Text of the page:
the liver and the brain

Lester Zick lesterDELzick at worldnet.att.net
Wed Sep 1 10:58:52 EST 2004


On 1 Sep 2004 06:29:29 -0700, rscanlon at nycap.rr.com (ray scanlon) in
comp.ai.philosophy wrote:

[. . .]

>I would point out that when we speak of a scientific explanation of
>brain action, we risk not only being accused of political
>incorrectness, but also of metaphysical and religious impropriety.
>
>If we explain the brain and find no use of soul, then materialism is
>idle, for men without souls (zombies) could not understand.

Without necessarily agreeing or disagreeing, I would like to point out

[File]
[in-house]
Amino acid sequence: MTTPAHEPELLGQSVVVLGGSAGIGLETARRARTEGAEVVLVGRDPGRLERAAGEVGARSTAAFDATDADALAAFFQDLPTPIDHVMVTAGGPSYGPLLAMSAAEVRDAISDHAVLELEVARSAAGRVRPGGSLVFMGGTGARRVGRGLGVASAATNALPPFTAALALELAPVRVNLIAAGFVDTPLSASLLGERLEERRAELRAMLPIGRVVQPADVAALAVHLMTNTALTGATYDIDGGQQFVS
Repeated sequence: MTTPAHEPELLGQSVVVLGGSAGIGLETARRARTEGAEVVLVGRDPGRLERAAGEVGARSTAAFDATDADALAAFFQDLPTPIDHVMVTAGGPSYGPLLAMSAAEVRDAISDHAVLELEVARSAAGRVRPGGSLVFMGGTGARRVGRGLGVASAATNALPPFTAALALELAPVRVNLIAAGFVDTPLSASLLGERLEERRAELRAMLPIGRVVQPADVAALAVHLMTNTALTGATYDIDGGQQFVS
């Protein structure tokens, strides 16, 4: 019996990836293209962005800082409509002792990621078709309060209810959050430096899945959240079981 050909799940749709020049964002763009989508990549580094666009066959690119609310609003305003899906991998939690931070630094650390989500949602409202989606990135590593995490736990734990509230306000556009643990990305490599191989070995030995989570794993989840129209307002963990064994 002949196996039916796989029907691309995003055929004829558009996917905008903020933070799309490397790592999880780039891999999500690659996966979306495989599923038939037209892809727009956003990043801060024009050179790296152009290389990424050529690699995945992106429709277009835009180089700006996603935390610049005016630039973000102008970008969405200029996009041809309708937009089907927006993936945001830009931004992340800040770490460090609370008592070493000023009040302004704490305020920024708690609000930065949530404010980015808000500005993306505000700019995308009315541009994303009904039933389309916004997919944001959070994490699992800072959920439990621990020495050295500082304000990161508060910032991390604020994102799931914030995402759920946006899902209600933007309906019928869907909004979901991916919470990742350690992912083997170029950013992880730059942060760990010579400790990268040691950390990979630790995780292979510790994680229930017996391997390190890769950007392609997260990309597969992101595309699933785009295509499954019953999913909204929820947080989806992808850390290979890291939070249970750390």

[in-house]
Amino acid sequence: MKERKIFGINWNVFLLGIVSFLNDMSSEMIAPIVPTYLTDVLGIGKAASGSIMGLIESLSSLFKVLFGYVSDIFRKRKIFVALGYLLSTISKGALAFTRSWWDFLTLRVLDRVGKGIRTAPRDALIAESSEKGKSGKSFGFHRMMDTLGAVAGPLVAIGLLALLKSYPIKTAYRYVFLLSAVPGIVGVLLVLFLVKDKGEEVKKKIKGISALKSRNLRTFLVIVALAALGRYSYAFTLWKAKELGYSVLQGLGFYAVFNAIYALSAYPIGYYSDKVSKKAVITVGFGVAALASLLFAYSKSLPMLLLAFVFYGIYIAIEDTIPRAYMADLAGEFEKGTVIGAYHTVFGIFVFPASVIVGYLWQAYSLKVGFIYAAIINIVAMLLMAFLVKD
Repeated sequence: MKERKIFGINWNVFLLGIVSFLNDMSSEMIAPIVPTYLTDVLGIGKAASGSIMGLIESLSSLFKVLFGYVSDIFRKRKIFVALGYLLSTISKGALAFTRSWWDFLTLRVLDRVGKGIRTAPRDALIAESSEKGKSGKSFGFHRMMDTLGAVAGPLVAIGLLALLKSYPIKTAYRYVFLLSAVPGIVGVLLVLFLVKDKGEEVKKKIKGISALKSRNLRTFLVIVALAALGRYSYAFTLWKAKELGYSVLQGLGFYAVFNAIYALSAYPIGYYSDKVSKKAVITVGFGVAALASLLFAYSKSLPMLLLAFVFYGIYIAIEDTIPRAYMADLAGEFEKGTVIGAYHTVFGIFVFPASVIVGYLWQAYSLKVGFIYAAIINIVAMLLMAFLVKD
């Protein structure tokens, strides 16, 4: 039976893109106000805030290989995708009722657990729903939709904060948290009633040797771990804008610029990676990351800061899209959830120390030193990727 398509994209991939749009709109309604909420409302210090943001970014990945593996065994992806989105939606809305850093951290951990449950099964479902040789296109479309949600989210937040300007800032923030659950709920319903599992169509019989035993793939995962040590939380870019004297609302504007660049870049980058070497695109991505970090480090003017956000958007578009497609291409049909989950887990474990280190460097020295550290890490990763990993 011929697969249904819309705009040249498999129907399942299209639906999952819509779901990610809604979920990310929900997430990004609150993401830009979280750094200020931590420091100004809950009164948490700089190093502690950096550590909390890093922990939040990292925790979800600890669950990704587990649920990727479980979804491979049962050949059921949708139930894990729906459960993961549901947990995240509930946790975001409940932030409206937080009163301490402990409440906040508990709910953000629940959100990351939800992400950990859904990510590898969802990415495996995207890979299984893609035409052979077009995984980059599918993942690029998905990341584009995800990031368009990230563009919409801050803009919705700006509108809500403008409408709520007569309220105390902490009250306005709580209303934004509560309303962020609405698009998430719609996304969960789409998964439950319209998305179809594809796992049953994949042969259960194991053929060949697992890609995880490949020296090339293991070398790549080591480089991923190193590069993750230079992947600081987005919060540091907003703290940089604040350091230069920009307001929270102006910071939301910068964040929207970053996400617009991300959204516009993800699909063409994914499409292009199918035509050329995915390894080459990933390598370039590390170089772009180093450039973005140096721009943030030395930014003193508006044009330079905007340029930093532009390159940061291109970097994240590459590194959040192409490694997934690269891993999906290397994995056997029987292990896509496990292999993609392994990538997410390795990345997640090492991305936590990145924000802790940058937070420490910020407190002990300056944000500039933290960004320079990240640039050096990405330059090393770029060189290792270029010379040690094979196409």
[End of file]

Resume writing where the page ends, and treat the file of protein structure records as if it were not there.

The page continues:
that no metaphysical or religious stigma attaches to any scientific
explanation for brain action that I can see. What people seem to be
afraid of are scientific explanations for the soul, spirit, free will,
self consciousness, etc. that have historically relied on religious
justification. One can examine brain function all day long and never
suffer the slings and arrows of metaphysical or religious stigma. But
try to lend any degree of analytical rigor and mechanical significance
to the latter concepts as the result of brain function, and the wrath
of the gods will bring forth nothing but denunciations of heresy. Of
course, the liver doesn't offer much potential that way although I
believe the Romans once considered its power lay along such lines.

Regards - Lester



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